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By Nate Smelle
SITTING IN THE FOREST behind my home in L'Amable while on a week's vacation, I noticed that the black-eyed Susans and the bee balm were in full bloom. “Halfway through summer,” I thought to myself. Hiking home smiling I reflected on how nice it was to shut down from the online world for a little while, as I always tend to do every week away from the routine. With rain starting to come down, I picked up the pace in a failing attempt to remain dry. Crossing the threshold into my house I shed the wet layers and made my way to the sofa with coffee in hand to soak in some of the news and entertainment on television. Flipping through the channels to see what's on I narrowed it down to a documentary on CBC, or a rerun of Star Trek. Now I am not usually one to resist the urge to “live long and prosper” along with the crew of the Enterprise, but I am also a somewhat dedicated news junky. Thanks to my exceptional control of the remote I juggled back and forth between my trip to “Organia” with Kirk and the crew, and a trek to the tar sands with Dr. David Schindler. Looking out the window when the programs had finished I noticed a ruby-throated humming bird tuning into the tiger lilies in the front garden. Here is this bird outside making the most of its time, and there I was on the couch wasting a perfectly good afternoon. I thought of a book I had read a few years back by Neil Postman titled Amusing ourselves to death. At that moment I made a conscious effort to reduce my screen time and increase summer funtime by shutting down the television for the rest of the summer.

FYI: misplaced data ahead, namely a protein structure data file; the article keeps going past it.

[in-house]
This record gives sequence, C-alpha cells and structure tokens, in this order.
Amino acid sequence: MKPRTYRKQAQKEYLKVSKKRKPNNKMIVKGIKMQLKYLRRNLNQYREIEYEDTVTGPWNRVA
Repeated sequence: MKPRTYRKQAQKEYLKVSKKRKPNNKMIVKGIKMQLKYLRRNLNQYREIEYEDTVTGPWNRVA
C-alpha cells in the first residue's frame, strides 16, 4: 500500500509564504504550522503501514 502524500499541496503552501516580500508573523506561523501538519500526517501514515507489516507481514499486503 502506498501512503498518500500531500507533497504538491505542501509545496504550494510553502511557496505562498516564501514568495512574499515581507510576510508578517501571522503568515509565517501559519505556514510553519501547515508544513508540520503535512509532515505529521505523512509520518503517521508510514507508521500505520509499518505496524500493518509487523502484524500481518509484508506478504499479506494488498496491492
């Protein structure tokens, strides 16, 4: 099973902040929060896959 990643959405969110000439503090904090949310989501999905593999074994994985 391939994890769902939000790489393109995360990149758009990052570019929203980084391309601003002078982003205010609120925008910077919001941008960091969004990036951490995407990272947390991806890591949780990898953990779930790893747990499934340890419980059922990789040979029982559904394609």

A week into this endeavour I already find myself thirsting for the 24-7 input of information that I have become accustomed to drinking in on a daily basis. As much as I miss the hearing the voices of journalists around the globe fill us in on the nature of things happening at home and abroad I don't miss the barrage of violence that unfortunately litters this steady flow of information.
Being a Generation X'er the shock and awe of seeing the gory images and reports that arise from a war zone are nothing new to me. Before the bloody carnage of war made its way into our homes via television the horrific reality of warfare was primarily reserved for those women and men who fought on the battlefield. Sadly this type of tragic scenery has become commonplace among the rest of the newsfeed. The number of dead now in places like Syria, Iraq, Afghanastan, Ukraine, etc. now intermingles so smoothly with the stats from last night's game that if you are not paying close enough attention you may confuse the two.
Just saying no to TV broadcasts for a few months does not mean I have decided to crawl back into the cave and stare at the shadows on the wall. Actually it's the exact opposite. For the moment I will feed my need for information from social media outlets such as Facebook, YouTube and Twitter. As this newsfeed spontaneously and continuously replenishes itself at the hand of citizen journalists around the world we learn about the world we are creating through our actions. We also learn about the world we yearn to create. What we do with this daily tsunami of information will decide where we go next as a species. The problem with this gigantic wave of wisdom and ridiculousness is that like television you have to be careful not to pulled under by its amusing undertow.
Excerpt: What we do with this daily tsunami of information will decide where we go next as a species.
Post date: 2014-07-31 13:16:26
Post date GMT: 2014-07-31 17:16:26
Post modified date: 2014-07-31 13:16:26
Post modified date GMT: 2014-07-31 17:16:26
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